5 parenting lessons from Anne of Green Gables

"1. Even the most spirited kids have good hearts."

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Photo of the CBC film version of Anne of Green Gables via Wikipedia

Anne of Green Gables was the first novel I read as a kid. Long after my parents told me to go to bed, I’d hide under the covers with a flashlight and my hard copy of Lucy Maud Montgomery’s beloved book. I was in third grade and related to Anne in almost every way. Now, as a parent, I’m reading it to my children. My eight-year-old son Isaac isn’t all that interested, though he giggles at many of Gilbert Blythe’s antics. My daughter Gillian, however, loves the story and I can see her personally connecting with Canada’s favourite rambunctious redhead. On the occasion of L.M. Montgomery’s 140th birthday (November 30), I thought I’d share some of my favourite moments from Anne of Green Gables—and the parenting lessons I eventually took from them.

1. Even the most spirited kids have good hearts. I’ve written before about my spirited daughter, who tests me every almost ever day, from breakfast to bedtime. But she’s also kind, generous and a good friend to everyone she meets. Residents of Avonlea aren’t sure what to make of Anne, but Marilla and Matthew know that she’s truly a good-hearted kid.

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2. Kids like to pretend they’re hair stylists. I can’t tell you the number of times Gillian got a hold of my craft scissors and cut her own hair. To be honest, I’d given myself some questionable home haircuts as a kid, too. The lesson is that your kids will sometimes be stuck with bad bang trims—or green hair like Anne—and having to live with it until it grows out is usually enough of a deterrent to them doing it again.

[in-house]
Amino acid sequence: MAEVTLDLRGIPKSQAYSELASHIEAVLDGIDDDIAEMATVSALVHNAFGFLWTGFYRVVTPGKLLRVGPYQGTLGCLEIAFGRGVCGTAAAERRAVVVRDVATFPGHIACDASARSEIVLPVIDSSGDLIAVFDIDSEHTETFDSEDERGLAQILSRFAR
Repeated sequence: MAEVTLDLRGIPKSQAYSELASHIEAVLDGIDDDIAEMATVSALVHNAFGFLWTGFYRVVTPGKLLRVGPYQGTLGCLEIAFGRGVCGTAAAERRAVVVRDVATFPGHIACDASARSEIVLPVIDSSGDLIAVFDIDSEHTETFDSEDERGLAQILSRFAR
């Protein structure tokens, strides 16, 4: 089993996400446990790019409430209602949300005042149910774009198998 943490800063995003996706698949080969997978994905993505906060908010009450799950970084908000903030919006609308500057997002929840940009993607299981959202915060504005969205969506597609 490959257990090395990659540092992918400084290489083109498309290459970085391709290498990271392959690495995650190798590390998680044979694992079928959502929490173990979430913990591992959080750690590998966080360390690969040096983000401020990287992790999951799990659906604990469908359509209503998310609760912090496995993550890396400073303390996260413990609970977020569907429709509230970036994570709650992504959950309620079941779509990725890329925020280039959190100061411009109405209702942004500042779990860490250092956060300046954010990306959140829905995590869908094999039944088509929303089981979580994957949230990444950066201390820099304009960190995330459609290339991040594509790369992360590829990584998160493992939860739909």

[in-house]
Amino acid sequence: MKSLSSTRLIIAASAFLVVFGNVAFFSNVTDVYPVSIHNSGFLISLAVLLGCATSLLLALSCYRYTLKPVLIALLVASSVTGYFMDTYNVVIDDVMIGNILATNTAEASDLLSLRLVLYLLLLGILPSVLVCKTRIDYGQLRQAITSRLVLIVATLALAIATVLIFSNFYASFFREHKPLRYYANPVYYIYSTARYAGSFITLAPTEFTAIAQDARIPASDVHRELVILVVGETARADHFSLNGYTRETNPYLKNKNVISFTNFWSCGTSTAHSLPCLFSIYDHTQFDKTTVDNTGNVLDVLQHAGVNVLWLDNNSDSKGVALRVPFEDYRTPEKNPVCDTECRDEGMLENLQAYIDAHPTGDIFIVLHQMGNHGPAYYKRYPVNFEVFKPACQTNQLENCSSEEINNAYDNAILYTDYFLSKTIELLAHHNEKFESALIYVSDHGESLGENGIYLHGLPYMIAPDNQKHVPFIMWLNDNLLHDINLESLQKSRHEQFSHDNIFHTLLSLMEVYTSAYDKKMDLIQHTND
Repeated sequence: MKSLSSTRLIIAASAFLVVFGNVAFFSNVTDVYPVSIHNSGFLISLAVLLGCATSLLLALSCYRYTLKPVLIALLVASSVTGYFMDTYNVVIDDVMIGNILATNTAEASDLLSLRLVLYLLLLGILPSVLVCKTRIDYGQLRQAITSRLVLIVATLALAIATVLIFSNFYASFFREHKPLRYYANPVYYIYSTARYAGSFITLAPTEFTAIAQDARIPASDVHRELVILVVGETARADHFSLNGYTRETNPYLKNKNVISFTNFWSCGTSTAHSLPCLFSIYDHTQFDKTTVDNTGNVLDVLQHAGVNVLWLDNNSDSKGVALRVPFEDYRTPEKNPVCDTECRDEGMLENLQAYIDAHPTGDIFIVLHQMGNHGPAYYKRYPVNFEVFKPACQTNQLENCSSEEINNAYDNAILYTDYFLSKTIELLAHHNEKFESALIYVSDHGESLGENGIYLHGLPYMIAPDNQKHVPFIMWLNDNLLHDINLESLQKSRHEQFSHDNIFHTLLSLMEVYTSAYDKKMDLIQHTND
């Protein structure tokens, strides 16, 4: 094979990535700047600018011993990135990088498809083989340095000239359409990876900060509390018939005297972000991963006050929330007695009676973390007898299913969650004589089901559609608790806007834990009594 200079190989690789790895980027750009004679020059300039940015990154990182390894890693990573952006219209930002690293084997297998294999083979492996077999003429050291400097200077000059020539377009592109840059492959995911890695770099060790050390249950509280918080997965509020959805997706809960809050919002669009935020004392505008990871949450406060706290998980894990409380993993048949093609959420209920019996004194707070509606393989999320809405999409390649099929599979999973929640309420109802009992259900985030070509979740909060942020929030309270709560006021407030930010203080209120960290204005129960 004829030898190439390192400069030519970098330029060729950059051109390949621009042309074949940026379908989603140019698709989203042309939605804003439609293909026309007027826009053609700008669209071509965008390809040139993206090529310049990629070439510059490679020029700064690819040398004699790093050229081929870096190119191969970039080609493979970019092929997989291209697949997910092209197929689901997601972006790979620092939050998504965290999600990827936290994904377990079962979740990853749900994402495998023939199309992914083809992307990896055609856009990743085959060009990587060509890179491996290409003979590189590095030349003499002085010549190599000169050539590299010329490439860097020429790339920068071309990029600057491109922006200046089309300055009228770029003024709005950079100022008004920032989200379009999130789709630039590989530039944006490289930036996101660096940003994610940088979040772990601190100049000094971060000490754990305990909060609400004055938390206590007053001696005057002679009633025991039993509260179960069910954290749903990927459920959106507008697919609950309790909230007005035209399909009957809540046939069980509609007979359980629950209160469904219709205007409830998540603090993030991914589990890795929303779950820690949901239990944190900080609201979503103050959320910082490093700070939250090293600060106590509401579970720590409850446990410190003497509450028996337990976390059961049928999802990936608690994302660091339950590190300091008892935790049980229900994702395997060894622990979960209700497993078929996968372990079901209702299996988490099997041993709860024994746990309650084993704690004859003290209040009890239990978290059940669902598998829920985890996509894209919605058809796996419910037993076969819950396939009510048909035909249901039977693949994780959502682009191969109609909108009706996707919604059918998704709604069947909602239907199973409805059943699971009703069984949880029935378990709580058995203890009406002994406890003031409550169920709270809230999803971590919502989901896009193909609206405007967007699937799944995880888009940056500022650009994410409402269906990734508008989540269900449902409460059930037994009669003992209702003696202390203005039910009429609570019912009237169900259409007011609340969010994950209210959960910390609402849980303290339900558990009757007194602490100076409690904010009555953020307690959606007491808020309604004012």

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3. Parenting isn’t for the weak. Stretch marks? That time your breastfeeding toddler bit your nipple and left a mark? C-section scars? Anne may not have been talking about motherhood when she lamented things that went wrong in her life, but parenting certainly comes with its battle wounds. If you’ve managed to escape without physical scars, there’s always the mental trauma of potty training.

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4. Every kid has a “puffed sleeves” stage. One Halloween, I bought my daughter a puffy princess dress. For nearly two years, she wore that dress everywhere, which made car seats and strollers a challenge. Same goes for the superhero costume my son wore to bed for a month straight. But they felt good in what they were wearing even if, like Marilla, I thought they looked ridiculous.

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5. It’s OK if your kids (loudly) defend themselves. Although Gillian’s a blonde and not a redhead, I can easily see Anne’s precocious ways in my own daughter. No doubt she’d crack a slate over any boy’s head if he dared to pick on her. Teaching my kids to stand up for themselves (including talking about consent) is something that is very important to me.

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Anne Shirley is exactly the type of strong female role model I needed as a kid, and her adventurous spirit stayed with me all the way to motherhood. I hope reading Anne of Green Gables to Gillian and Isaac is a memory they’ll cherish. And I hope one day they can look back on it and realize they retained a few lessons of their own.

Follow along as Jennifer Pinarski shares her experiences of giving up her big-city job and lifestyle to live in rural Ontario with her husband while staying home to raise their two young children. Read more Run-at-home mom posts or follow her@JenPinarski.

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